The Nikon 1 lenses test and reviewTuesday November 29 2011
A few weeks ago, Nikon announced the Nikon 1 series that we had the chance to test immediately. For this new format of camera, Nikon also designed a completely new format of lenses, the “Nikon 1 mount,” for which we are publishing the measurements today.
Nikon put a lot of effort to design lenses that offer the best balance of image quality and portability, and apparently it paid off. Let’s look closely at how these lenses perform compared to their direct competitors.
Nikon 1 NIKKOR 10mm f/2.8 (equivalent to 27mm):
- Resolution: With a score of 41lp/mm, sharpness is just average. Resolution is optimal at f/5.6.
- Distortion: Visible but very weak. (This is surprising in a positive way, given that the distortion for this kind of lens is generally stronger.)
- Transmission: No noticeable flaws.
- Vignetting: Strong at f/2.8, with a loss of up to -1.4 EV. It stabilizes at f/4, with a loss of only 1/3 EV in the corners.
- Chromatic aberrations: Important at f/2.8, but diminishing progressively as one closes the aperture.
Nikon 1 NIKKOR VR 10-30mm f/3.5-5.6 (equivalent to 27-81mm; this lens is part of the Nikon 1 kit):
- Resolution: With a score of 39lp/mm, sharpness is just average. Resolution is optimal at 10mm f/4.
- Distortion: Visible at 10mm (similar to the Nikon 1 NIKKOR 10mm f/2.8), and weak for other focal lengths.
- Transmission: No noticeable flaws.
- Vignetting: Reasonable for this kind of short focal length, with a maximum loss of up to –0.6 EV. There is no loss starting at f/5.6 for 10mm, 14mm, and 24mm focal lengths. To overcome the phenomenon at 30mm, one must shoot starting at f/8.
- Chromatic aberrations: Very good, diminishing as the focal length increases.
Nikon 1 NIKKOR VR 30-110mm f/3.8-5.6 (equivalent to 81-297mm):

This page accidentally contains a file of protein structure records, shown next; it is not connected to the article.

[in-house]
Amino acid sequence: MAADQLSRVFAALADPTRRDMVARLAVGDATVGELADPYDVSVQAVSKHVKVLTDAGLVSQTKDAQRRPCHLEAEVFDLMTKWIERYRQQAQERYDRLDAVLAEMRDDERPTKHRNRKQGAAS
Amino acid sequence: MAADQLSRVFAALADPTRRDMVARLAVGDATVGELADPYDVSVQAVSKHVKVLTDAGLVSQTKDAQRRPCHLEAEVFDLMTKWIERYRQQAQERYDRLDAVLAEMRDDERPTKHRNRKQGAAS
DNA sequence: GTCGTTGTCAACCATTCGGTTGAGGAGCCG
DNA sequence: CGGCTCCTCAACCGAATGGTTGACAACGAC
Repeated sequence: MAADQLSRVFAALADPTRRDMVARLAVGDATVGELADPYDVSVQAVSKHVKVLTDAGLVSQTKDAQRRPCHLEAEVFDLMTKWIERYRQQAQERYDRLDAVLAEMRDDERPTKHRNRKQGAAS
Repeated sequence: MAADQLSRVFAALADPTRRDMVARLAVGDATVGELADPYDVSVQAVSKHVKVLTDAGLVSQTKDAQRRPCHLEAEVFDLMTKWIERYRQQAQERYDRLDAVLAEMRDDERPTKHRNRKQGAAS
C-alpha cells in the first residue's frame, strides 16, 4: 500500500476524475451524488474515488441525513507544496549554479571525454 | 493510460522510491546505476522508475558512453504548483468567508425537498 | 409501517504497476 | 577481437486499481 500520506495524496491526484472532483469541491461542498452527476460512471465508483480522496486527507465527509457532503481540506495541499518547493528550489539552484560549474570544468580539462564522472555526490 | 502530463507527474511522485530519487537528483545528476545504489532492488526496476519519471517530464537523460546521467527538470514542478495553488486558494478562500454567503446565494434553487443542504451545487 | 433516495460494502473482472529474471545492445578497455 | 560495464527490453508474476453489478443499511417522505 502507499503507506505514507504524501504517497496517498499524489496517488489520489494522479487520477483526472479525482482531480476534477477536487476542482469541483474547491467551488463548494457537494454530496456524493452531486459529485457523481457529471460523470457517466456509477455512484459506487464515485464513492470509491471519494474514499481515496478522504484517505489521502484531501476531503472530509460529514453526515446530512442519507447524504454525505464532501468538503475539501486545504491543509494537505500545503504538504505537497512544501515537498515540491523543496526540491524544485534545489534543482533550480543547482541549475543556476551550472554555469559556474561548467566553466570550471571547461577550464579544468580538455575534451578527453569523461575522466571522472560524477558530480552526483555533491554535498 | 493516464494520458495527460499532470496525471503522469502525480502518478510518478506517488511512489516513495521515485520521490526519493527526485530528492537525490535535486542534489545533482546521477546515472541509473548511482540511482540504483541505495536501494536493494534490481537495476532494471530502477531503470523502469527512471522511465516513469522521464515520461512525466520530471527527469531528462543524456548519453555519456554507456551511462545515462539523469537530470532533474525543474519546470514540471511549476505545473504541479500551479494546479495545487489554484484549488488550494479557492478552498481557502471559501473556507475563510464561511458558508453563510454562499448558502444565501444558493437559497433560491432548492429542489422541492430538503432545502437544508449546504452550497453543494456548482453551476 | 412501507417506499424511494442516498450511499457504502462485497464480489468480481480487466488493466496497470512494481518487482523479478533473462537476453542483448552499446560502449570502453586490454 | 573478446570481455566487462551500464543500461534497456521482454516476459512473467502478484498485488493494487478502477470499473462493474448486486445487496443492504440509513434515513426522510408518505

- Resolution: With a score of 39lp/mm, sharpness is just average. Resolution is optimal at f/5.6, but only in the image center.
- Distortion: Visible but weak.
- Transmission: No noticeable flaws.
- Vignetting: Globally “very correct,” with a maximum loss of up to –0.9 EV, and negligible or nonexistent for all focal lengths starting at f/5.6. It is worth noting that there is no vignetting until 2/3.
- Chromatic aberrations: Very good, no noticeable problems.
Globally, these zoom lenses and the fixed-length lens are of average optical quality. This said, they do have some attractive features:
The Nikon 1 NIKKOR 10mm f/2.8 is very light (77g) and very compact, thus transportable... but not very versatile.
The Nikon 1 10-30mm and the Nikon 1 30-110mm are also quite light (115g and 180g, respectively). The two lenses together cover a wide range (the equivalent of 27–297mm), making them useful in most situations that amateur photographers will encounter.
A new “video” lens from Nikkor
The most unusual (and best!) thing about this zoom lens is that there isn’t a manual focusing ring. Instead, it uses a “T-W” drive on the lens itself to change focal lengths, which helps the user zoom in and out smoothly. In addition, the rate of zoom change is more or less proportionate to the amount of pressure on the drive — very fun for shooting video.
Here are the performance results and technical characteristics of this video lens (tested on the Nikon 1 V1):
- DxOMark Score: A weak 6, understandable in light of the low-light performance of the Nikon 1 J1 and V1 sensors. This DxOMark score, particularly its low-light component, demonstrates once again the limits of the Nikon 1 cameras.
- Resolution: At 40 lp/mm, this lens has good sharpness for this type of equipment, with higher resolution at 30mm than at other focal lengths. The 10mm focal length becomes interesting at f/4.5-5.6.
- Distortion: Visible at all focal lengths, it is at its weakest at 30 mm.
- Vignetting: Darkening is especially present in the last third of the field, where one can lose up to -0.9EV. This said, one good point is that there is no measurable loss of light on 2/3rds of the field.